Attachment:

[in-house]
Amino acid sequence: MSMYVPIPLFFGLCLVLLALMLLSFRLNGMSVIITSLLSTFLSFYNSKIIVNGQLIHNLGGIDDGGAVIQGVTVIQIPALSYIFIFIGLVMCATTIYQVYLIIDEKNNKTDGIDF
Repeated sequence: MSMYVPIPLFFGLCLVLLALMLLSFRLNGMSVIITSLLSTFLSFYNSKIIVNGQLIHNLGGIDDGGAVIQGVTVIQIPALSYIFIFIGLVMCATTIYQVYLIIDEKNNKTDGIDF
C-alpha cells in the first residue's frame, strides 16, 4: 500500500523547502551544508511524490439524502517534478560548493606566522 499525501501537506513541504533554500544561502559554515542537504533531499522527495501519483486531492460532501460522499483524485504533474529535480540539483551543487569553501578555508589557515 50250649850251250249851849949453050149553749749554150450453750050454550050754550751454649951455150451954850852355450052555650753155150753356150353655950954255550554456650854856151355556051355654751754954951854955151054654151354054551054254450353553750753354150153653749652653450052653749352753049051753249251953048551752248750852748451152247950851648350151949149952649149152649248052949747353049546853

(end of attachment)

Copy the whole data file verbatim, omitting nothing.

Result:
[in-house]
Amino acid sequence: MSMYVPIPLFFGLCLVLLALMLLSFRLNGMSVIITSLLSTFLSFYNSKIIVNGQLIHNLGGIDDGGAVIQGVTVIQIPALSYIFIFIGLVMCATTIYQVYLIIDEKNNKTDGIDF
Repeated sequence: MSMYVPIPLFFGLCLVLLALMLLSFRLNGMSVIITSLLSTFLSFYNSKIIVNGQLIHNLGGIDDGGAVIQGVTVIQIPALSYIFIFIGLVMCATTIYQVYLIIDEKNNKTDGIDF
C-alpha cells in the first residue's frame, strides 16, 4: 500500500523547502551544508511524490439524502517534478560548493606566522 499525501501537506513541504533554500544561502559554515542537504533531499522527495501519483486531492460532501460522499483524485504533474529535480540539483551543487569553501578555508589557515 50250649850251250249851849949453050149553749749554150450453750050454550050754550751454649951455150451954850852355450052555650753155150753356150353655950954255550554456650854856151355556051355654751754954951854955151054654151354054551054254450353553750753354150153653749652653450052653749352753049051753249251953048551752248750852748451152247950851648350151949149952649149152649248052949747353049546853